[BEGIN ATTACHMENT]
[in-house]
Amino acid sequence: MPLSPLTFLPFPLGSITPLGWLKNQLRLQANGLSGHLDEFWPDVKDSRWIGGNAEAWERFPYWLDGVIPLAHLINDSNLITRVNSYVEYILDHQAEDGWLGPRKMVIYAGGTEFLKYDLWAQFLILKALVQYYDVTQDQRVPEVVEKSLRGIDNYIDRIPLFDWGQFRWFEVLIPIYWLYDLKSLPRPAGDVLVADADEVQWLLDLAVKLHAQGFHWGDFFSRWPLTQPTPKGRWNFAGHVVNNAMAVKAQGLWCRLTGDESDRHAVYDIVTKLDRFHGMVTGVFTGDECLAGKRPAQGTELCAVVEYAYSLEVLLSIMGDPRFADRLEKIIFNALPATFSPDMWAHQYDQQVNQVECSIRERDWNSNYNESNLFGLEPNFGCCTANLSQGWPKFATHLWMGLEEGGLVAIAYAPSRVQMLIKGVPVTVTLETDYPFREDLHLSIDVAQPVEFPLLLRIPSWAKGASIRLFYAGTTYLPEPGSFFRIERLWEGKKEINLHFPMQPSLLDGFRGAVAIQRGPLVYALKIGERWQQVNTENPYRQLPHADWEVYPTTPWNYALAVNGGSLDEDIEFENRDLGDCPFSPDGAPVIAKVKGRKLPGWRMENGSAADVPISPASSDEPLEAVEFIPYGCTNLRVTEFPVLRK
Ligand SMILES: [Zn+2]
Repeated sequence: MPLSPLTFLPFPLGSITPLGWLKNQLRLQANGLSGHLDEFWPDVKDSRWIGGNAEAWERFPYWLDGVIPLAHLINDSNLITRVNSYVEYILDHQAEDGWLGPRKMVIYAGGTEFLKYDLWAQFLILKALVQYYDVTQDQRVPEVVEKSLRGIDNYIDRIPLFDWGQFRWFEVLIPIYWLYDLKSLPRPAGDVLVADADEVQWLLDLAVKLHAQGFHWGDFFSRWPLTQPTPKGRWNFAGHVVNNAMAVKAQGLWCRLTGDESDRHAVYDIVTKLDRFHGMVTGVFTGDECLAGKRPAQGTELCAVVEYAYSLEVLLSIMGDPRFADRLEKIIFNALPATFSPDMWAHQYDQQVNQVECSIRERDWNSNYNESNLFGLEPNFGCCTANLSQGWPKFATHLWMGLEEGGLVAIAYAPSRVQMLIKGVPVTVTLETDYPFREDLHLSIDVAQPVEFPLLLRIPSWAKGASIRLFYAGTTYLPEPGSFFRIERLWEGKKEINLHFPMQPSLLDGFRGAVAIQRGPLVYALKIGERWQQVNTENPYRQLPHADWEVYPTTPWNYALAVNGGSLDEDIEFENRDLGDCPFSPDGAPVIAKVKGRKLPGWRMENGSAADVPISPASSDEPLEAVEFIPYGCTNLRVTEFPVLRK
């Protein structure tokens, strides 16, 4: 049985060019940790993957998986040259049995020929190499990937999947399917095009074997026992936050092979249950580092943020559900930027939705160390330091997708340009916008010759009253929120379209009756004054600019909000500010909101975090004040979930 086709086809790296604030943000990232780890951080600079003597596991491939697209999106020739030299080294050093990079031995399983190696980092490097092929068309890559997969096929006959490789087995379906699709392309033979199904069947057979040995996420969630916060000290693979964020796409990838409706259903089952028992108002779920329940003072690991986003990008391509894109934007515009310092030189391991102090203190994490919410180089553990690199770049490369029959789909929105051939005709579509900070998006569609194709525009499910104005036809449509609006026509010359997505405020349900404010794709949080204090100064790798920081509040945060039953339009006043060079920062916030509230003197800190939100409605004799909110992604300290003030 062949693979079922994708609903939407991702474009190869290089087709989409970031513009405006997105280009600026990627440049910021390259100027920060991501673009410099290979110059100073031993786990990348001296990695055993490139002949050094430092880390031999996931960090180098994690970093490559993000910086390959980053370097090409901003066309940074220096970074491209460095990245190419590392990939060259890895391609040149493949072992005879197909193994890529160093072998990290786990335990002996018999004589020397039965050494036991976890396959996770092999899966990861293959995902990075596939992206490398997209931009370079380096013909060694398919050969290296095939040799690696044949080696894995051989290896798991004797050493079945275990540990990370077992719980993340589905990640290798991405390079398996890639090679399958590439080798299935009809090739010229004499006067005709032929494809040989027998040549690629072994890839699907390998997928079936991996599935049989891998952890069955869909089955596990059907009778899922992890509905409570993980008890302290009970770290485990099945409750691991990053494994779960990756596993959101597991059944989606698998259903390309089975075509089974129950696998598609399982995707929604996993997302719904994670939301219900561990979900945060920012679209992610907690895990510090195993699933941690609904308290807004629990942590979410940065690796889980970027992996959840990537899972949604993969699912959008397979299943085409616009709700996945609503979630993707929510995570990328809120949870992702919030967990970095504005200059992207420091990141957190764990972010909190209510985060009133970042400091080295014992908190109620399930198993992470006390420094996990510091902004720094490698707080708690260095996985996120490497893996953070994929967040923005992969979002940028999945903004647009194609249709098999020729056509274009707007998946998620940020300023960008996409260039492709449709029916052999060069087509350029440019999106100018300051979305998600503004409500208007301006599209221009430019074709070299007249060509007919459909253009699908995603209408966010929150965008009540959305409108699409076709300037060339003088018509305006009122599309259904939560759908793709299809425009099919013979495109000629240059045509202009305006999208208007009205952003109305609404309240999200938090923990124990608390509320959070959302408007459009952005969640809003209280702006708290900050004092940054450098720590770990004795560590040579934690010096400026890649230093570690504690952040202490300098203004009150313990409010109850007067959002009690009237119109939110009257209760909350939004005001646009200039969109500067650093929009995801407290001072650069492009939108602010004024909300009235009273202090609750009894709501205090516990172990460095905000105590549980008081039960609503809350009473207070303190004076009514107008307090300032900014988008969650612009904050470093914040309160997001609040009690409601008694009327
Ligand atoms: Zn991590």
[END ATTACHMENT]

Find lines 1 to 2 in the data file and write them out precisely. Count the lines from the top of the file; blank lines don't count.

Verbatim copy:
[in-house]
Amino acid sequence: MPLSPLTFLPFPLGSITPLGWLKNQLRLQANGLSGHLDEFWPDVKDSRWIGGNAEAWERFPYWLDGVIPLAHLINDSNLITRVNSYVEYILDHQAEDGWLGPRKMVIYAGGTEFLKYDLWAQFLILKALVQYYDVTQDQRVPEVVEKSLRGIDNYIDRIPLFDWGQFRWFEVLIPIYWLYDLKSLPRPAGDVLVADADEVQWLLDLAVKLHAQGFHWGDFFSRWPLTQPTPKGRWNFAGHVVNNAMAVKAQGLWCRLTGDESDRHAVYDIVTKLDRFHGMVTGVFTGDECLAGKRPAQGTELCAVVEYAYSLEVLLSIMGDPRFADRLEKIIFNALPATFSPDMWAHQYDQQVNQVECSIRERDWNSNYNESNLFGLEPNFGCCTANLSQGWPKFATHLWMGLEEGGLVAIAYAPSRVQMLIKGVPVTVTLETDYPFREDLHLSIDVAQPVEFPLLLRIPSWAKGASIRLFYAGTTYLPEPGSFFRIERLWEGKKEINLHFPMQPSLLDGFRGAVAIQRGPLVYALKIGERWQQVNTENPYRQLPHADWEVYPTTPWNYALAVNGGSLDEDIEFENRDLGDCPFSPDGAPVIAKVKGRKLPGWRMENGSAADVPISPASSDEPLEAVEFIPYGCTNLRVTEFPVLRK